At first your options to tackle encounters may be limited, but this usually quickly improves after you get your 1st successful one out of the way. In any case, keep moving around to uncover more options until you find a 'relatively easy' encounter to start at the beginning of the next day. There are lots of reward options to be had for just a single success and just getting 4 gold is enough to buy some bloody useful allies who go straight into play to help you.

The thematic nature of this game is very important to its enjoyment. For us the dice-rolling was surprisingly fun - even the failures! If you want to spice up the rolling, then perhaps get a funky see through dice tower?

The game can be punishing (and therefore challenging) but the dice rolling can sometimes be no different to randomness produced by card decks in games of this genre, particularly since you have so many options to improve your chances of success, or at least to choose the difficulty level before you start (except for enemies, but even the dice rolling here can be helped by hiding).



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Justin Gan
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Just to clarify, I randomly chose an Orc Warrior with the Take Fortress saga (with Warrior - Take Fortress being one of the recommended starter combinations). So combat was pretty much my best option. I also chose the upgrade that let you use combat to roll for negotiation tests towards the end of the game - which is the only reason I managed to get even close.

Jokemeister wrote:
For example, you mention that you have to rely on luck to draw the card you need but you don't mention one of the options to mitigate that luck by buying from the market.


I did go to the market, but again, you're looking at a random draw of three cards from the same deck, and you MUST buy one of them. Gold is also a precious resource (which you need to be able to complete saga chapters) - so if you happen to draw 3 expensive cards, there goes your finale hedge-fund. I did this 3 times just to try to find a card with Artifact on it from the Ally deck (I think?) because at that time my negotiate skill was 1 dice.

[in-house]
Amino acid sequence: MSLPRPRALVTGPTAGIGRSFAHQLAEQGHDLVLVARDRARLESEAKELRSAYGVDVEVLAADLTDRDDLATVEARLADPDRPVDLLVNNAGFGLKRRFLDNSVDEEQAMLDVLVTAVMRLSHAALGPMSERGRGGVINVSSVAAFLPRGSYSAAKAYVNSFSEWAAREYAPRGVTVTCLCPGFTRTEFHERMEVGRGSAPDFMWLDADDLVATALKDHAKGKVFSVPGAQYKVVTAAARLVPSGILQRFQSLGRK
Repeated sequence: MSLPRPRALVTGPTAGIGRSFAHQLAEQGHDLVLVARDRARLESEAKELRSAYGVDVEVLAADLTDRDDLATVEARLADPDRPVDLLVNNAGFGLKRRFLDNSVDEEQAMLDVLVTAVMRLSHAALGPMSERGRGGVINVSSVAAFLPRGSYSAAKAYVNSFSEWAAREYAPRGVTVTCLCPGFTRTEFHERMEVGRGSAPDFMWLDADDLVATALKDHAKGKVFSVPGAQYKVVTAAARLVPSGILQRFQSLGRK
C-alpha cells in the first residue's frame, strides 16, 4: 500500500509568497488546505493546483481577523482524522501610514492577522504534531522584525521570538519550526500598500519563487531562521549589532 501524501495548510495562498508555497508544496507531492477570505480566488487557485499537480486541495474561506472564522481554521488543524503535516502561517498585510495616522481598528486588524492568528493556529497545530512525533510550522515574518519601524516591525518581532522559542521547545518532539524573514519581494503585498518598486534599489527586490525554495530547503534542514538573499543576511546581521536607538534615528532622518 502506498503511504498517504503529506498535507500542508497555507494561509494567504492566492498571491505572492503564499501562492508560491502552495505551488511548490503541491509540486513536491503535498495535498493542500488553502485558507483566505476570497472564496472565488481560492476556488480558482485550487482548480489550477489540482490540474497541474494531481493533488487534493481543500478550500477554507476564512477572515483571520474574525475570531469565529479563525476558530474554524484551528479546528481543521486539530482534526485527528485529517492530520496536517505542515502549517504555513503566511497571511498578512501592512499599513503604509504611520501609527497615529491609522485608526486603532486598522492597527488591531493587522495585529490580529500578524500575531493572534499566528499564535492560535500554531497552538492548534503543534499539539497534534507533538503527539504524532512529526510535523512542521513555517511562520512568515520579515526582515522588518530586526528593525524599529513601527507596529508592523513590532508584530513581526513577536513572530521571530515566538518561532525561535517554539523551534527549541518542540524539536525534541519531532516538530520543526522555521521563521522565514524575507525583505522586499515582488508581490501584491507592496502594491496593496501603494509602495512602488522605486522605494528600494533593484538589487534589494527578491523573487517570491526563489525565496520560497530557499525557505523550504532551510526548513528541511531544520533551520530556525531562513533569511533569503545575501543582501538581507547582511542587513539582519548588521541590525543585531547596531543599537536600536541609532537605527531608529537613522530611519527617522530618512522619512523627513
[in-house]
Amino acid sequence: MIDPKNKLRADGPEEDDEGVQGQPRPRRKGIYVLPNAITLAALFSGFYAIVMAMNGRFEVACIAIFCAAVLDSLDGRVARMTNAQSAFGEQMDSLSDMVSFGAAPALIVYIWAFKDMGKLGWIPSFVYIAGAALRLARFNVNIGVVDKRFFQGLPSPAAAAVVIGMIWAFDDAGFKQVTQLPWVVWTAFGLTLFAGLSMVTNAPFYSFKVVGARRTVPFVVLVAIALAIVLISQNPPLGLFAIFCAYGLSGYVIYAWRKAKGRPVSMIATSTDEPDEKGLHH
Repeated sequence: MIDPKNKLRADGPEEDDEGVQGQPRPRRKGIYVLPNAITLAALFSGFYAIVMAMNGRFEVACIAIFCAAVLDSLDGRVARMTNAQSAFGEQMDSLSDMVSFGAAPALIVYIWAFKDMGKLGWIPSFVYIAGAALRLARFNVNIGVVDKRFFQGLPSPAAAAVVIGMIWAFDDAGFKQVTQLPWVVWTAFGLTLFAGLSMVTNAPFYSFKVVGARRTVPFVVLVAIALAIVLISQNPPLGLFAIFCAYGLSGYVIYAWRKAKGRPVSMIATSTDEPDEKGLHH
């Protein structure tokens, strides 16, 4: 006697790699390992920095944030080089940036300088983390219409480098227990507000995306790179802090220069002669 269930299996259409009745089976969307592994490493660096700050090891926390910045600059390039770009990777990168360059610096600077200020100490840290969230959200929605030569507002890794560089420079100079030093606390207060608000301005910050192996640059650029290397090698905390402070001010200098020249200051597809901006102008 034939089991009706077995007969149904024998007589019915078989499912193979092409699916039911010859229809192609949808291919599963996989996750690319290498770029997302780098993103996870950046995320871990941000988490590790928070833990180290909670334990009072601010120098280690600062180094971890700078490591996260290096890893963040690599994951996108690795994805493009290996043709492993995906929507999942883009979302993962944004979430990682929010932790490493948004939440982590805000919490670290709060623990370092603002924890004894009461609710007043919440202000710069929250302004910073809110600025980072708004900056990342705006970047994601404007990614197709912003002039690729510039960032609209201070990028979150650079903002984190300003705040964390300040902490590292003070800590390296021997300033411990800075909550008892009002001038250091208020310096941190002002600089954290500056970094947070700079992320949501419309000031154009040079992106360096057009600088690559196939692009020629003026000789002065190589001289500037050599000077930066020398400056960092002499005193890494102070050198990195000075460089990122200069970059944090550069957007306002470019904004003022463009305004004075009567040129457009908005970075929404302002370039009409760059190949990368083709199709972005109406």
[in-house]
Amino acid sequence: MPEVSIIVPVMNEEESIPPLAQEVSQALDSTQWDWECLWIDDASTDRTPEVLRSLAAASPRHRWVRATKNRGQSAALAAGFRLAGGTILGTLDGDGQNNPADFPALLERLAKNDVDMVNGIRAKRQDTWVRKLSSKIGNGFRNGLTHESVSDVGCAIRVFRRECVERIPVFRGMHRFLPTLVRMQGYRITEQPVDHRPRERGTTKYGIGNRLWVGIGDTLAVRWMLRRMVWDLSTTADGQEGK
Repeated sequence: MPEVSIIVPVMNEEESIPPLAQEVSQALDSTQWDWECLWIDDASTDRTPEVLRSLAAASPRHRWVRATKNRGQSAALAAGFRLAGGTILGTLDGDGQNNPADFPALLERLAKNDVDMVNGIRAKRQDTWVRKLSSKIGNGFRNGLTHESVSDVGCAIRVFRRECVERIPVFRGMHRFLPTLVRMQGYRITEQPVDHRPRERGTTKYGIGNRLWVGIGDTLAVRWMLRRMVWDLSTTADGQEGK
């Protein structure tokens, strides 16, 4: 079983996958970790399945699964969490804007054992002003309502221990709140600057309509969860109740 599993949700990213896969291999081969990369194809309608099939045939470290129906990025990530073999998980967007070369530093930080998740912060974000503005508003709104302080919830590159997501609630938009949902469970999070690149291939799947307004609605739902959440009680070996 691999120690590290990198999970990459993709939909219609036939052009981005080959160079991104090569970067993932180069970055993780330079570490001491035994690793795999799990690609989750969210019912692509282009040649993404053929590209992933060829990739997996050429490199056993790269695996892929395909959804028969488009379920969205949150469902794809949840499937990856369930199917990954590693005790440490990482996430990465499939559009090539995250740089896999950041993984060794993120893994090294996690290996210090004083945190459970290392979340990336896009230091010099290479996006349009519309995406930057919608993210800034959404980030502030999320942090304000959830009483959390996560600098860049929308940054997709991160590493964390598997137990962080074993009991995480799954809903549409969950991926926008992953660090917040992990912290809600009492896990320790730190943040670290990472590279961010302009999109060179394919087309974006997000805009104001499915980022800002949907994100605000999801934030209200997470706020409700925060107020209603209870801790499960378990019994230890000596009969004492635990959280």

I have no doubt that the feel of the game would have been different with a different sage/race/class combo.

But just for the record, punishing is not the same as challenging: Nemo's war is challenging and can be punishing at the same time.

 
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Tristan Hall
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An Orc Warrior is a great combo Justin! If you play that setup again...

Spoiler (click to reveal)
Head to the Plains and start putting your Enemy token down on weaker Strangers - tear the place up!


cool
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Justin Gan
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ninjadorg wrote:
An Orc Warrior is a great combo Justin! If you play that setup again...

Spoiler (click to reveal)
Head to the Plains and start putting your Enemy token down on weaker Strangers - tear the place up!


cool


I did! I needed Enemy cards and Mountain cards initially, and I luckily had a layout where I could stomp from Plain to Plain to Mountain to Mountain.
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Sky Zero
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in my 6+ plays I've never felt the game "too random". I always have choices and there's numerous ways to mitigate. Hands down my 2017 GotY. And as a solo, it plays fast, tells a great story and provides enough challenge to keep you coming back for more.